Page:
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Recent outbreaks of MRSA, an especially virulent staph infection that can be fatal, have left many people worried about this “superbug” and how they can protect themselves and their children. Below you’ll find questions and answers about MRSA as well as tips for reducing your risk of infection.
What is MRSA?
Methicillin-resistant Staphylococcus aureus, or MRSA, is a variation of the Staphylococcus bacteria that has developed a strong resistance to common antibiotics.
Why is it so dangerous?
MRSA is dangerous because the antibiotics typically used to treat bacterial infections don’t work against it, which makes it very difficult to treat.
Is the number of cases increasing?
A recent study found that the number of MRSA infections is much higher than officials thought, and it appears to be on the rise. The majority of cases continue to be in hospital settings where a concentrated number of sick people make it easy to pass infectious bacteria around. But experts say the infection is starting to spread out into the wider community. Crowded locations such as schools, jails, homeless shelters, locker rooms, and nursing homes are also high-risk areas for contracting MRSA and other infections.
Who is most at risk for contracting MRSA?
Though MRSA can infect anyone, the following groups of people are most likely to contract it:
How do people get MRSA?
Like any bacterial infection, MRSA is passed through physical contact, either from person to person or person to an object, like a towel or a piece of sports equipment.
How is MRSA diagnosed?
The only way to be sure about an MRSA infection is to test the infected tissue. This is a lab test that usually takes a few days.
What is the treatment for MRSA?
Though MRSA is resistant to most antibiotics, there are a few that can still be effective against the infection. When it’s caught early, MRSA treatment is often successful. If it’s not diagnosed, however, it can spread rapidly and cause serious problems, including pneumonia and blood infection.
What are the symptoms of an MRSA infection?
MRSA infection can cause skin infections that look like pimples or boils and are red, swollen, painful, or have pus or other drainage. MRSA infections are often initially misdiagnosed as spider bites.
How can I reduce my chances of contracting MRSA or other infections?
Frequent, thorough hand washing is the absolute best way to reduce the chance of contracting MRSA. You can also reduce the risk of contracting MRSA by
Should I be concerned if my child plays contact sports?
While it’s true that MRSA can spread quickly in groups of people who play contact sports, carefully following the above guidelines can help prevent the spread of MRSA. Make sure your child knows about the dangers of sharing personal items with teammates and friends, and encourage him to wash his hands frequently before, during, and after practice and games. You may also want to talk with your child’s coach or athletic director about what precautions are being taken to avoid the spread of MRSA.
Here is an equipment list you can print and take
with you to the ProShop.
Hockey equipment can be a big financial investment. Keeping this investment in the best possible condition can be difficult, especially considering they are being utilized by children. Here are some great tips to keep your child’s hockey gear in top working order and extend the time that it is able to be used.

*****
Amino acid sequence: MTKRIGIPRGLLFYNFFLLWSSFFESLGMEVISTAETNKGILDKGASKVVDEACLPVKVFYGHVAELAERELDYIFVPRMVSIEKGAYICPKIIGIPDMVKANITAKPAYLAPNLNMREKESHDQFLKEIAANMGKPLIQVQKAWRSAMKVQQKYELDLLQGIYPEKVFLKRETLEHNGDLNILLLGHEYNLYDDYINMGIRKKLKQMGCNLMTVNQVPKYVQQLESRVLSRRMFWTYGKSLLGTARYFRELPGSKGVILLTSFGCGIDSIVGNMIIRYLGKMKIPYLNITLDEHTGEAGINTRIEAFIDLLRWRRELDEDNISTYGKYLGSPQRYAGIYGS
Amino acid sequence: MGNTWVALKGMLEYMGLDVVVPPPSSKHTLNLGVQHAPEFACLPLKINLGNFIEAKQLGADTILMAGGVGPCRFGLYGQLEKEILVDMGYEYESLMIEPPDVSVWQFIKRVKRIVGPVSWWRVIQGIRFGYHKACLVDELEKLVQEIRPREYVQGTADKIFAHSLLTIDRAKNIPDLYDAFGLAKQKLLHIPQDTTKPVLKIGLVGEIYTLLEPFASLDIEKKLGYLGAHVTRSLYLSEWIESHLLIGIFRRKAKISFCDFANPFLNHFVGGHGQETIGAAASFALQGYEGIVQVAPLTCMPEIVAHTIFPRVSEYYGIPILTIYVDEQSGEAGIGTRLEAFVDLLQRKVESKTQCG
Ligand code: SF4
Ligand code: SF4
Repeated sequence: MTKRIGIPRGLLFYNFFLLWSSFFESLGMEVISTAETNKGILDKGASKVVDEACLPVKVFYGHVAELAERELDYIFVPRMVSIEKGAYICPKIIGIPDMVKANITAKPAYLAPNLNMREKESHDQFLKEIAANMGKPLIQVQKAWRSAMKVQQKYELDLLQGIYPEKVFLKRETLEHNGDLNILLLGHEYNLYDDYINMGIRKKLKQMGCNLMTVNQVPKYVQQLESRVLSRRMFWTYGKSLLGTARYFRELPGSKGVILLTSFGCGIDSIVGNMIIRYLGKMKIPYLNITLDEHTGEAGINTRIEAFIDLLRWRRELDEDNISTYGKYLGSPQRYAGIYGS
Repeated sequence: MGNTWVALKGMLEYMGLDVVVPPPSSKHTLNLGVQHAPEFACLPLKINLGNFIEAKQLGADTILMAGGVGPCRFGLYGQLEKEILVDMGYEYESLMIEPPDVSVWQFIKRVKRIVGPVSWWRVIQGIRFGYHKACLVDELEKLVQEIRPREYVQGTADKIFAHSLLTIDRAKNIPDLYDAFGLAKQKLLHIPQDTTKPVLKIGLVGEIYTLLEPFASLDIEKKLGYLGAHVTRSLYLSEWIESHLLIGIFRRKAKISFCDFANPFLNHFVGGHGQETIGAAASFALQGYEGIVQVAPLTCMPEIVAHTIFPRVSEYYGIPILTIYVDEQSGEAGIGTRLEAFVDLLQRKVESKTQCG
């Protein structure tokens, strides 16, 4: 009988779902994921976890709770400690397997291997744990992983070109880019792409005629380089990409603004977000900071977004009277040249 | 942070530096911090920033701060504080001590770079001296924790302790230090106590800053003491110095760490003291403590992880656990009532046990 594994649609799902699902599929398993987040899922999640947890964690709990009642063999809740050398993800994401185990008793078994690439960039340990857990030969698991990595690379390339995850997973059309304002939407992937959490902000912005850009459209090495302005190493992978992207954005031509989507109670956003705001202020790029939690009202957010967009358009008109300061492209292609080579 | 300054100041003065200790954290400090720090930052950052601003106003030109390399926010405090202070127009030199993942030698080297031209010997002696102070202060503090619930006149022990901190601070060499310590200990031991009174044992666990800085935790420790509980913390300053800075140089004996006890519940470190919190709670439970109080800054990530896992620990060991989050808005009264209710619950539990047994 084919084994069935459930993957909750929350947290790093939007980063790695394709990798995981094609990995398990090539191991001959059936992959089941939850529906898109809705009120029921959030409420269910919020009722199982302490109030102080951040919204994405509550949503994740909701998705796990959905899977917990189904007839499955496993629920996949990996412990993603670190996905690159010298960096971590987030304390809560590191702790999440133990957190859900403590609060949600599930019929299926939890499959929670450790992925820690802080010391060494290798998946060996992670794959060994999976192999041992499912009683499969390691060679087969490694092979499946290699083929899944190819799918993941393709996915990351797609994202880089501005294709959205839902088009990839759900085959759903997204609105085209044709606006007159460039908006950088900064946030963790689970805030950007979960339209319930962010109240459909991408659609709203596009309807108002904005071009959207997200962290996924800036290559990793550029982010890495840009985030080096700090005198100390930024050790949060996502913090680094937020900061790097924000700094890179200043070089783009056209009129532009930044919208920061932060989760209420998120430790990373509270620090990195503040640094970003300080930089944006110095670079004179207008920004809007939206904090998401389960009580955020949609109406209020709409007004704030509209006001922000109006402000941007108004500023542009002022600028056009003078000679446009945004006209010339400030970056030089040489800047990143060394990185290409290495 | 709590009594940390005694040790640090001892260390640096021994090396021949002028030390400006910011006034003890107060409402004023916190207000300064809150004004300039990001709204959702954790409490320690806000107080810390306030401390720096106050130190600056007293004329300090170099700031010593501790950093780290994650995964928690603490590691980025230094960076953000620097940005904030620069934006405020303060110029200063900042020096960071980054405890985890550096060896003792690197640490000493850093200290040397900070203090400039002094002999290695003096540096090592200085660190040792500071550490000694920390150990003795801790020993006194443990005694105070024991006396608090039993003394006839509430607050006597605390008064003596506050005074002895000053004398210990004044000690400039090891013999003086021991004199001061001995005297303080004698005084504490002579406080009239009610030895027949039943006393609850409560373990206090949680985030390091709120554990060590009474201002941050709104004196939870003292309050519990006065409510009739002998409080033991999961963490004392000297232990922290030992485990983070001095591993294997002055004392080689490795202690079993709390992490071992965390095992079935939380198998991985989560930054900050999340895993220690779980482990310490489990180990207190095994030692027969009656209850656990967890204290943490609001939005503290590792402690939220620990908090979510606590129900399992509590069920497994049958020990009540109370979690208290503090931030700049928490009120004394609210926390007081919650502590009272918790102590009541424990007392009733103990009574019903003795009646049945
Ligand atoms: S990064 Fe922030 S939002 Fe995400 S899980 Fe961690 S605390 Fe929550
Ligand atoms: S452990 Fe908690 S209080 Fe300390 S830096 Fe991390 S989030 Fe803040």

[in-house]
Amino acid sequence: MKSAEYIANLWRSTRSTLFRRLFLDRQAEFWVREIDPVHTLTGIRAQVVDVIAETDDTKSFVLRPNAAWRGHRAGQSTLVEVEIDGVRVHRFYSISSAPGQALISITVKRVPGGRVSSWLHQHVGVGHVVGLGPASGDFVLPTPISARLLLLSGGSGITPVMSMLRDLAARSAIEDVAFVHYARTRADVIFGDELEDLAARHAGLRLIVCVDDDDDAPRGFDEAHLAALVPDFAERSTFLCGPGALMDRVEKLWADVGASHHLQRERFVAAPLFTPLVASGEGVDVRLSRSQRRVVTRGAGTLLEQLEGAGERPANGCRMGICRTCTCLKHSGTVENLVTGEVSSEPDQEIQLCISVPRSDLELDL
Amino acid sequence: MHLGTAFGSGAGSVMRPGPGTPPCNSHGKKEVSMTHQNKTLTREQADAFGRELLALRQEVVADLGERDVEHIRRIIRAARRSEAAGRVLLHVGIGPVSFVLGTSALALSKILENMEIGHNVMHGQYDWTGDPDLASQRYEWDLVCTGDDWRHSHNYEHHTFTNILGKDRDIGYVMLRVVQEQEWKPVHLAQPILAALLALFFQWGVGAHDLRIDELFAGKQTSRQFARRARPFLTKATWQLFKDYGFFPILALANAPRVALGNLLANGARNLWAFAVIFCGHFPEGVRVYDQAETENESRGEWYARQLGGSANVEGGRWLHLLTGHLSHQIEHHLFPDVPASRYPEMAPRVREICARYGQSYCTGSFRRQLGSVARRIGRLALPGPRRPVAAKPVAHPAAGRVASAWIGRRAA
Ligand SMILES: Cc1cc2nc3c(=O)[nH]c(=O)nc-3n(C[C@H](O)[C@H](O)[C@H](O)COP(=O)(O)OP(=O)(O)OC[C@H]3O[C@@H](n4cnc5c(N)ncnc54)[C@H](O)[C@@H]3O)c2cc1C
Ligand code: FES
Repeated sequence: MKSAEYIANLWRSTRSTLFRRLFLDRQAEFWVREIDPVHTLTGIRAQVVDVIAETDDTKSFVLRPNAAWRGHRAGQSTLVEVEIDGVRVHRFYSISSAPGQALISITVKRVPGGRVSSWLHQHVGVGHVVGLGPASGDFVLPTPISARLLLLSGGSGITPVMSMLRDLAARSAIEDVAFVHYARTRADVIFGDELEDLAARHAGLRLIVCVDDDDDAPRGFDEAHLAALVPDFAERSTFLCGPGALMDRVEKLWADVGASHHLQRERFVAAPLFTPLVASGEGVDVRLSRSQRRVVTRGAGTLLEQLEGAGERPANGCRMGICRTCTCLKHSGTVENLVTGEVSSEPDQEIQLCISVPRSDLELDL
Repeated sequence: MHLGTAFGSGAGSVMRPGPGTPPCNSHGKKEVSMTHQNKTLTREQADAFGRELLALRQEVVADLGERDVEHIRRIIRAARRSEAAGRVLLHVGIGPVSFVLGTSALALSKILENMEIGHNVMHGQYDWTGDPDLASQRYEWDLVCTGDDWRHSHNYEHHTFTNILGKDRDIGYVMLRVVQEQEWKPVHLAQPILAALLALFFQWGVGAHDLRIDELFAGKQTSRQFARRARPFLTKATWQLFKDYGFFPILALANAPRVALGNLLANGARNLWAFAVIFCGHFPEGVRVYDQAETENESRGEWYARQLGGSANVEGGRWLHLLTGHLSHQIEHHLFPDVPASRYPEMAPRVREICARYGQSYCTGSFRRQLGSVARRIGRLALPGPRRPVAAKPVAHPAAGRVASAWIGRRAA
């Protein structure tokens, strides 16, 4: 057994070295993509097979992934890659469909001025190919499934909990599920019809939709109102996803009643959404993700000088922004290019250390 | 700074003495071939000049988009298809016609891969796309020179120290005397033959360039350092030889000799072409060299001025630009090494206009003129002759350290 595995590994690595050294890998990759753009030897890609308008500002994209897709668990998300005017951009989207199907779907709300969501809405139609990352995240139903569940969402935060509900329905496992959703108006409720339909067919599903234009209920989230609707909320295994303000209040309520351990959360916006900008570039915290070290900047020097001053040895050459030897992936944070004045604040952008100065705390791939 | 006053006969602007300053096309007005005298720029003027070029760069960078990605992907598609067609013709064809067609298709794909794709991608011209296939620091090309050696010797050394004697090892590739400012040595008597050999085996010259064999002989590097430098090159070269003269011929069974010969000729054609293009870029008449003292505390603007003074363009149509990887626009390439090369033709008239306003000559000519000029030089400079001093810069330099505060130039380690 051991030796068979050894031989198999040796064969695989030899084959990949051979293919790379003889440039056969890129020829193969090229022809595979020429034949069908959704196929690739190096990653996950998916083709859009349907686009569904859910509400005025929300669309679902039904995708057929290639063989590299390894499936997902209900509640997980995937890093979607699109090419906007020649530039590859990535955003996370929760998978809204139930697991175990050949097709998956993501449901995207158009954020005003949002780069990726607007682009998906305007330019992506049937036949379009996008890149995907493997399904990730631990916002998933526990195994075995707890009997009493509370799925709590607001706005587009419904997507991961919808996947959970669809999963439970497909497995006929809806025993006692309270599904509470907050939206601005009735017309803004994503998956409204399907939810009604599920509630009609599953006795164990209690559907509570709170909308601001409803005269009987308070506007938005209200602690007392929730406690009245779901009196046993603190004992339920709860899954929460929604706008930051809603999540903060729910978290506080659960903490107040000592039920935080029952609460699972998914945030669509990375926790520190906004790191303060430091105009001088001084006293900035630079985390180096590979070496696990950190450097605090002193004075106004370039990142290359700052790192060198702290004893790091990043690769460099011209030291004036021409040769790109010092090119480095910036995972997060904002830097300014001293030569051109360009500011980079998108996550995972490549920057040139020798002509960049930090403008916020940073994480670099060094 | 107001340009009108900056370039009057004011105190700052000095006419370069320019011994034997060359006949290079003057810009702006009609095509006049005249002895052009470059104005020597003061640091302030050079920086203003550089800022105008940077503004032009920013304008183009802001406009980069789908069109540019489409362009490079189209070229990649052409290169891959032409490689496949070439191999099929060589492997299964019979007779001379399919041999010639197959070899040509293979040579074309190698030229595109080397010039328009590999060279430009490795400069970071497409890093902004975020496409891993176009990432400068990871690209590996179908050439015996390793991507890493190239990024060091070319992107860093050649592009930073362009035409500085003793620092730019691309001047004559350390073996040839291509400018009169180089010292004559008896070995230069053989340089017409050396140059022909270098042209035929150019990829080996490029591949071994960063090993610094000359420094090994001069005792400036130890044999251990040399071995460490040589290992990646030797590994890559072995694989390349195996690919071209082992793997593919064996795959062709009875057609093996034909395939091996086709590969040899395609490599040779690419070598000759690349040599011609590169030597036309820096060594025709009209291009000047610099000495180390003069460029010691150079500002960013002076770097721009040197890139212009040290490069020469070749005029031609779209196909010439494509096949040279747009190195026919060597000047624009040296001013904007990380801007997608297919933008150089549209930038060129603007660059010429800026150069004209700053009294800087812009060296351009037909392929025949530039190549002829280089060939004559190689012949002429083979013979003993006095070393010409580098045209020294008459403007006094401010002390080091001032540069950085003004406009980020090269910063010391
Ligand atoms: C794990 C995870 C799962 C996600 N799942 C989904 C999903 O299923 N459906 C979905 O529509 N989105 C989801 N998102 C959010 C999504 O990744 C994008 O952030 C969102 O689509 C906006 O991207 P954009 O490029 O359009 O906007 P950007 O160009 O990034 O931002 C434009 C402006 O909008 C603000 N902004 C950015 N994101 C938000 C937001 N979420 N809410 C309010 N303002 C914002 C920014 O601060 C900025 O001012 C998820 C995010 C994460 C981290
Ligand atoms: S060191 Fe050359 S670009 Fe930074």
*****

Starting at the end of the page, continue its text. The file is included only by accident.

Young players often outgrow their equipment long before it wears out. However, proper care of the equipment helps make sure that it continues to provide safety in case of an accident and doesn’t interfere with making plays. The most common complaint with hockey equipment is that it can smell bad after usage. Just like clothes left in the washing machine, wet hockey equipment starts to mildew and smell. The easiest fix for this is simply to air the equipment out after every game and let it dry properly. When putting on each piece of equipment, players and parents should inspect it to make sure that:
Some equipment, like helmets and hockey pants can be adjusted to compensate for growth. Other pieces must be replaced. A basic repair kit kept in the hockey bag can help solve problems when they are most likely to occur — two minutes before game time. Handy items to have are:
In order for the skates to grip (cut into) the ice properly especially while turning, they should be properly sharpened. Skate blades have edges that cut into the ice and help a skater stay upright while turning. If the edges are nicked, a skater has difficulty making turns and going full speed.
The amount of blade sharpness and hollow are often a matter of skater preference. Sharper blades have a deeper groove in the blade that helps with pushing off, stopping, changing direction, pivoting and turning. However, if a blade is too sharp, a player can have problems gliding and stopping as the overly sharp blade tries to grab the ice. Sharper blades are more dangerous and may also be damaged more easily.
To see if a skate needs sharpening, hold it sideways up to the light so that only one edge is between the light source and your eye. Look for any nicks along the blade. Flip the skate and over and examine the other edge in the same way. Then, look lengthwise down the blade to make sure the edges are level. If you have trouble, place a dime on the edges of the blade and make sure it lies flat. If there are no nicks and the edges are level, then the blade does not need sharpening.
Key Points for Parents
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